Our Professional Engineer Insurance Policies Cover:

  • Business Property: This can include any furniture, office supplies, machinery, or other equipment that is used by your engineering business to work. This coverage ensures that any unforeseen costs are covered in relation to these items.
  • General Liability: General liability coverage functions to deal with issues like property damage or medical costs that are incurred while working at a client site.
  • 3rd-party Crime: There are some occasions where a worker or employee commits a crime or offense on the property of a client, which you are liable for. Third-party crime coverage covers any costs incurred by such events.
  • Business Auto: Assuming you have work vehicles, this can be an essential addition for your professional engineer insurance policy.
  • Worker’s Compensation: Injuries sustained by your employees on the job can cost you big, especially if you do not have adequate insurance coverage. Worker’s Compensation coverage protects you and your business from financial strain in those situations.
  • Umbrella: Umbrella coverage works to extend your coverage past any existing limits that may exist.

Peninsula Excess Insurance Brokers, Inc Brokers, Inc. was created to provide the best insurance solutions for the architecture and engineering industry. By having multiple professional relationships with different insurance carriers, we can easily help you and your business by designing you a personalized insurance plan that meets all the different needs that you may have.

As an engineering business, you and your firm may be responsible for any number of potential pitfalls that could arise from the work you are contracted to do for a client. Be prepared for any eventuality by calling PenEx’s skilled independent insurance agents to make sure you have the correct professional engineer insurance to suit your business’ needs.

Do Professional Engineers Need Insurance?

There are some things to consider before you jump into your engineering projects without proper insurance coverage. As we are all aware, engineers are humans too and prone to the same mistakes as any other person. For engineers, however, these mistakes can be costly, as a small slip-up in the planning stage of a project can lead to disastrous consequences later down the road.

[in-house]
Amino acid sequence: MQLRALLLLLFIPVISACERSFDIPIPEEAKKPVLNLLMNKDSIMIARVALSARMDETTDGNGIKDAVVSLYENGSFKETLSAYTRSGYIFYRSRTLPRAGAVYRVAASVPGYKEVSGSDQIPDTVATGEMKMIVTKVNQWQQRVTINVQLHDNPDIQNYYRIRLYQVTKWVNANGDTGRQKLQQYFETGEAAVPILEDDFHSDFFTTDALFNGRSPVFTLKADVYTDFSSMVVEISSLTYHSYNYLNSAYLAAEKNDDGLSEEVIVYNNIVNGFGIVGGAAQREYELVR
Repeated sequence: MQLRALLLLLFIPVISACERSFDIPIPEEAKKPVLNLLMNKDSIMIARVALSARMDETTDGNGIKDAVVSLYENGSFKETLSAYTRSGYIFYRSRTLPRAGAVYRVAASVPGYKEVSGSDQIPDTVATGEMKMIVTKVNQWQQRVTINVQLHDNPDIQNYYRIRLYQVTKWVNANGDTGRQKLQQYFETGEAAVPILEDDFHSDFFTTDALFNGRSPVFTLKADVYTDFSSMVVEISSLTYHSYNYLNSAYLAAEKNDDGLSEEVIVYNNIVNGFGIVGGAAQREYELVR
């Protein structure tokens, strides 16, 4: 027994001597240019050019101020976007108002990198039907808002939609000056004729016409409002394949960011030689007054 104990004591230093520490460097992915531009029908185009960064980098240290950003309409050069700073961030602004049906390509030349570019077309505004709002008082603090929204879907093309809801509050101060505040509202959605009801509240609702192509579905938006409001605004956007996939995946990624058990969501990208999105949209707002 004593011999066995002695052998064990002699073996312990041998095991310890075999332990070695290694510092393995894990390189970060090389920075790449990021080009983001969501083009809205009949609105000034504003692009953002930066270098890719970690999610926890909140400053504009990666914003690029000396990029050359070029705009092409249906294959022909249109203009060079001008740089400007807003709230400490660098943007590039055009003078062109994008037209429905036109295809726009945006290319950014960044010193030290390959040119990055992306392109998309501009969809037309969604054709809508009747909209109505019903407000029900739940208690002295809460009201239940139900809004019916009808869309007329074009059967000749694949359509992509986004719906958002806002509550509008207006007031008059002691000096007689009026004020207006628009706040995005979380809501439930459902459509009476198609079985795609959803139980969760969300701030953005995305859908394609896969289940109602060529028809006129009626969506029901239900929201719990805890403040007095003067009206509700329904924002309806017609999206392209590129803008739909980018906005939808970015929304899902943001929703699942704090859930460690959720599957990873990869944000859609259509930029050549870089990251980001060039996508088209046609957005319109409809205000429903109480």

Unless you are extremely wealthy and have significant savings set aside for emergencies situations or potential legal issues, you probably need insurance. Insurance can be affordable and will protect you in every circumstance. It can be a scary prospect to consider paying for extended liability coverage for your business, but the costs of fighting potential legal issues are much more expensive and likely to sink your entire business.

How Much Engineering Errors and Omissions Insurance Do I Need?

There is really no set amount that any one business may need, however, it is best to consider the risks of your business and how likely it is that a third-party will bring a lawsuit against you because of your professional performance.

Since engineering errors and omissions insurance (E&O) covers you from potential lawsuits, it includes all the costs of attorney fees, court fees, settlement costs, and any other costs incurred during the legal process.

Therefore, it is best to not skimp out on coverage if you can afford it, as it will serve your legal defense better to have higher coverage. It is important to note that this insurance only covers you to a certain limit, so paying for higher limit coverage may be in your best interest.

What are the Differences among the Major Types of Insurers in the United States?

The insurance industry is typified by insurers with a number of different organizational forms. Stock insurers are corporations owned by the shareholders of the firm. The shareholders hire managers to run the company and the insurance product is sold to customers who may or may not be shareholders in the firm. Mutual insurers are companies which are owned by their customers. Any policy owner of the company also owns a portion of the company. Reciprocal insurers or reciprocal exchanges are insurance companies where the policy owners of the exchange agree to insure one another. They are very similar to mutual companies.

Lloyd’s associations are insurance companies where the manager who makes the decisions for the firm also has his/her own personal wealth at stake in the firm. Blue Cross/Blue Shield insurers are typically nonprofit (some may now be for profit), community oriented health insurance providers. Blue Cross/Blue Shield companies typically offer traditional indemnity health insurance.

HMO’s, or Health Maintenance Organizations, are companies which provide comprehensive health care coverage to their customers. HMOs, in their simplest form, provide prepaid health care coverage. Once you pay your premium you can use the services of the HMO at little or no further cost to you.

Get the Best Customized Insurance Coverage with PenEx

Contact our skilled agents at PenEx today for a free quote on professional engineer insurance and to discover what will best work for you and your business.